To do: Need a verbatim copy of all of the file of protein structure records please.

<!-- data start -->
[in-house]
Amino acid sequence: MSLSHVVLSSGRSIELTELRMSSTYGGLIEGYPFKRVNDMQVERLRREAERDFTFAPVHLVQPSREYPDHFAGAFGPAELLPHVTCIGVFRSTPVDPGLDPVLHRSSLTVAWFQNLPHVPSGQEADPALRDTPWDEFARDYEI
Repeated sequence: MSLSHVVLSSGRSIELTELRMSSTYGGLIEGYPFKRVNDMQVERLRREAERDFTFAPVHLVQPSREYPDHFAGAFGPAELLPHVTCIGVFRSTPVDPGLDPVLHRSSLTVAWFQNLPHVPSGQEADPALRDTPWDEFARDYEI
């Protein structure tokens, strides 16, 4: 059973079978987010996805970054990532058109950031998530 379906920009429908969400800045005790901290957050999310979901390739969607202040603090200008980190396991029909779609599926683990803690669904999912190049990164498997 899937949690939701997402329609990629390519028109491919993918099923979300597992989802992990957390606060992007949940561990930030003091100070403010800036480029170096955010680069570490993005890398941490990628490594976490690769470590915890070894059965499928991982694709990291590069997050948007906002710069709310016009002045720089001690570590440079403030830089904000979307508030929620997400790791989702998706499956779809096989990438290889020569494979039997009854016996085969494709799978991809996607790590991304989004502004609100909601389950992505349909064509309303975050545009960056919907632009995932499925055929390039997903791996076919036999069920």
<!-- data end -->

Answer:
[in-house]
Amino acid sequence: MSLSHVVLSSGRSIELTELRMSSTYGGLIEGYPFKRVNDMQVERLRREAERDFTFAPVHLVQPSREYPDHFAGAFGPAELLPHVTCIGVFRSTPVDPGLDPVLHRSSLTVAWFQNLPHVPSGQEADPALRDTPWDEFARDYEI
Repeated sequence: MSLSHVVLSSGRSIELTELRMSSTYGGLIEGYPFKRVNDMQVERLRREAERDFTFAPVHLVQPSREYPDHFAGAFGPAELLPHVTCIGVFRSTPVDPGLDPVLHRSSLTVAWFQNLPHVPSGQEADPALRDTPWDEFARDYEI
């Protein structure tokens, strides 16, 4: 059973079978987010996805970054990532058109950031998530 379906920009429908969400800045005790901290957050999310979901390739969607202040603090200008980190396991029909779609599926683990803690669904999912190049990164498997 899937949690939701997402329609990629390519028109491919993918099923979300597992989802992990957390606060992007949940561990930030003091100070403010800036480029170096955010680069570490993005890398941490990628490594976490690769470590915890070894059965499928991982694709990291590069997050948007906002710069709310016009002045720089001690570590440079403030830089904000979307508030929620997400790791989702998706499956779809096989990438290889020569494979039997009854016996085969494709799978991809996607790590991304989004502004609100909601389950992505349909064509309303975050545009960056919907632009995932499925055929390039997903791996076919036999069920």